We continue looking at Max De Pree’s list of 14 attributes of vital organizations. Here are another five.
“We are created, I believe, in the image of God, a belief surrounded by enormous moral and ethical implications. Vital organizations don’t grant their members authenticity; they acknowledge that people come already wrapped in authentic humanness. When an organization truly acknowledges the a priori authenticity of each person and acts accordingly, how many ways open up for people to reach their potential!”
De Pree sees justice as constructed on right practices. Then he addresses the matter of compensation as the most practical part of life in organizations. He argues that justice – making compensation right – requires doing what is right (justice) as it relates to everybody in the organization.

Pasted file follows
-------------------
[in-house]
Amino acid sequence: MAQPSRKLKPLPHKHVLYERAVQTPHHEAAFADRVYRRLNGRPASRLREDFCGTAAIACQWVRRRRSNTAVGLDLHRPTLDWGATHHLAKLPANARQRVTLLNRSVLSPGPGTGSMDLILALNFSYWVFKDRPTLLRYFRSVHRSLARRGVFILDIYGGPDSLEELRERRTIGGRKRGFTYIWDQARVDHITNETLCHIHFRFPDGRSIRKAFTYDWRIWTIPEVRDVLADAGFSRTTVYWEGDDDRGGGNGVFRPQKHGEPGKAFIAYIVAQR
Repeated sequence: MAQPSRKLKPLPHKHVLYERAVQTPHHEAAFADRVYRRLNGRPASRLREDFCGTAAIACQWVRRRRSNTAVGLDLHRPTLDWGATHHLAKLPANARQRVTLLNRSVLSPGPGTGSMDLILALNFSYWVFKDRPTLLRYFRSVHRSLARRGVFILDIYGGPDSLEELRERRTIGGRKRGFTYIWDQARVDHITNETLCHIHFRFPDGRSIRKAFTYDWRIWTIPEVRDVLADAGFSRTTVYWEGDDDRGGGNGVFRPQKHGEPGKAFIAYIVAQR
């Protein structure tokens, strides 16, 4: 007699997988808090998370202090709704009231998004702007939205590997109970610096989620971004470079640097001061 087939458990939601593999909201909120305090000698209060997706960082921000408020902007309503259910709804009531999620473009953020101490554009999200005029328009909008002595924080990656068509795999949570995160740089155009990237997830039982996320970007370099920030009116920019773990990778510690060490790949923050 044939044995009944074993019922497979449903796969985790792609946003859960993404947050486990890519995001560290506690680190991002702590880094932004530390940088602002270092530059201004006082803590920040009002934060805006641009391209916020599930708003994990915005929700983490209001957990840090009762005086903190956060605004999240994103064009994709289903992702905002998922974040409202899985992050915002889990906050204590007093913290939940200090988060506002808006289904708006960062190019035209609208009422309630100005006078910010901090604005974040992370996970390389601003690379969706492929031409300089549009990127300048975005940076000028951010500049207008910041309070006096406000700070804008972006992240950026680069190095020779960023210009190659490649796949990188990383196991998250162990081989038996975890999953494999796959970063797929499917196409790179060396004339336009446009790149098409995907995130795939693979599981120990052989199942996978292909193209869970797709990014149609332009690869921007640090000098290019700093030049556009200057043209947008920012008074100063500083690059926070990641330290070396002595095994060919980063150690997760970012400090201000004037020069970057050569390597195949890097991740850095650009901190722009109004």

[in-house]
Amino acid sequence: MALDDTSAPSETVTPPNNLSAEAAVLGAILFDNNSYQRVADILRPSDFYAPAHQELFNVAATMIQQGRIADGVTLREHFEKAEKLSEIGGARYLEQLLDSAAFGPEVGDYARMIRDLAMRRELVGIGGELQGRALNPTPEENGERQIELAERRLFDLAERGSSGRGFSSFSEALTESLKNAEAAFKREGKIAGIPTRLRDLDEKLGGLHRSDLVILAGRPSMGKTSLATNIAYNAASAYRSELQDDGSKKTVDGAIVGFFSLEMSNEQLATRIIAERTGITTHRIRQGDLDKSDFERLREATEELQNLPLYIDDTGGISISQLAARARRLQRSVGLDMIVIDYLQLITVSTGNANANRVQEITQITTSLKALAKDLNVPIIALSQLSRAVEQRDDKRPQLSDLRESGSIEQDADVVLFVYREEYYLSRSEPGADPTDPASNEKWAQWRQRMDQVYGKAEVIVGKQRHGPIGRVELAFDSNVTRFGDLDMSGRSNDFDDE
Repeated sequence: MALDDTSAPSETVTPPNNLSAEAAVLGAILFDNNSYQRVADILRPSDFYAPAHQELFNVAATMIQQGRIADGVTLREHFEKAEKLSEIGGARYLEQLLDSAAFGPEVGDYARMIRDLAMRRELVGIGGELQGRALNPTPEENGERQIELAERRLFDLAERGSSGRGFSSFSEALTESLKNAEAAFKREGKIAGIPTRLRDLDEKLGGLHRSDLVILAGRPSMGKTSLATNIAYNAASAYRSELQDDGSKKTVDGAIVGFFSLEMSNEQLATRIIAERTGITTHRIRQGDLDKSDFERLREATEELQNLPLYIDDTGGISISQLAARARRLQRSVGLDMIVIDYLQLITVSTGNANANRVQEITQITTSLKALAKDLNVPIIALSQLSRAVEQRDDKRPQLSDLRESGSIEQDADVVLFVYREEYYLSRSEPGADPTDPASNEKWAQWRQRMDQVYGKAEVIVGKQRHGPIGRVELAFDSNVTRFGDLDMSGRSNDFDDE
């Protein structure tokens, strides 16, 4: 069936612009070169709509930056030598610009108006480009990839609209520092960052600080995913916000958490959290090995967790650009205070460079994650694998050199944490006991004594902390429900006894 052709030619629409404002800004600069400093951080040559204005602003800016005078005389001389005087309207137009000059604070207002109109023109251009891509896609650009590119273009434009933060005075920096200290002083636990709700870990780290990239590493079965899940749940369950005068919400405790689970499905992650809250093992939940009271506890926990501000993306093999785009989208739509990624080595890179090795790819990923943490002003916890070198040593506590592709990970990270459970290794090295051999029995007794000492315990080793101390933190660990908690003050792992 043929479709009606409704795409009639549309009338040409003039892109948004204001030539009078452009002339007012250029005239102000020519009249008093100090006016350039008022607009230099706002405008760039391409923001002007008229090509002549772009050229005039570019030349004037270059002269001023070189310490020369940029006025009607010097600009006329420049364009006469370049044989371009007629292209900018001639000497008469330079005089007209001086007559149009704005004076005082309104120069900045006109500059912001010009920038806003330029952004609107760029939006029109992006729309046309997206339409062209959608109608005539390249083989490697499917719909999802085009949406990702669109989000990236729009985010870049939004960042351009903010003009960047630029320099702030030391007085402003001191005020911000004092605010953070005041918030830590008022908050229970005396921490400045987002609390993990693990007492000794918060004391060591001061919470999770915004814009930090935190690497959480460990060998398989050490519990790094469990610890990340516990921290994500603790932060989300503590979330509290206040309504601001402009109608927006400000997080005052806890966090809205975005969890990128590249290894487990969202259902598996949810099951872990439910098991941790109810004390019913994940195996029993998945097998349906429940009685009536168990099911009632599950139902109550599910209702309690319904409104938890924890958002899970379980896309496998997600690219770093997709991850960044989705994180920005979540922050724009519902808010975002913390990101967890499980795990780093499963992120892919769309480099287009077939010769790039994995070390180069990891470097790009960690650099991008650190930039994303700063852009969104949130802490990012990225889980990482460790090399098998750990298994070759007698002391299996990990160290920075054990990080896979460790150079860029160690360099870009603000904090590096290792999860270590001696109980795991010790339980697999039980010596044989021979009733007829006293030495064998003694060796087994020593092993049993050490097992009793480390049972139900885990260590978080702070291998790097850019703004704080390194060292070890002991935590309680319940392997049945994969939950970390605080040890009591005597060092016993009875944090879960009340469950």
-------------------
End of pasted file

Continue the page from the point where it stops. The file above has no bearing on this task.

Respect works its way out in showing civility, good manners, language…all of which are expressions of heart and mind. He cites Peter Drucker who once said that “manners are the lubricant of an organization.”
In vital organizations, people find hope everywhere they look. Vital organizations generate hope.
De Pree sees the idea of building workable unity as transforming organizations into communities, as “a community performs on a much higher level than an organization.” He argues that there is no substitute for relationships, even in our technology filled organizations. Community.
How do these attributes – authenticity, justice, respect, hope, and workable unity work themselves out in your organization?
*Max De Pree, Leading Without Power: Finding Hope in Serving Community (1997, Jossey-Bass) pp. 99-113.
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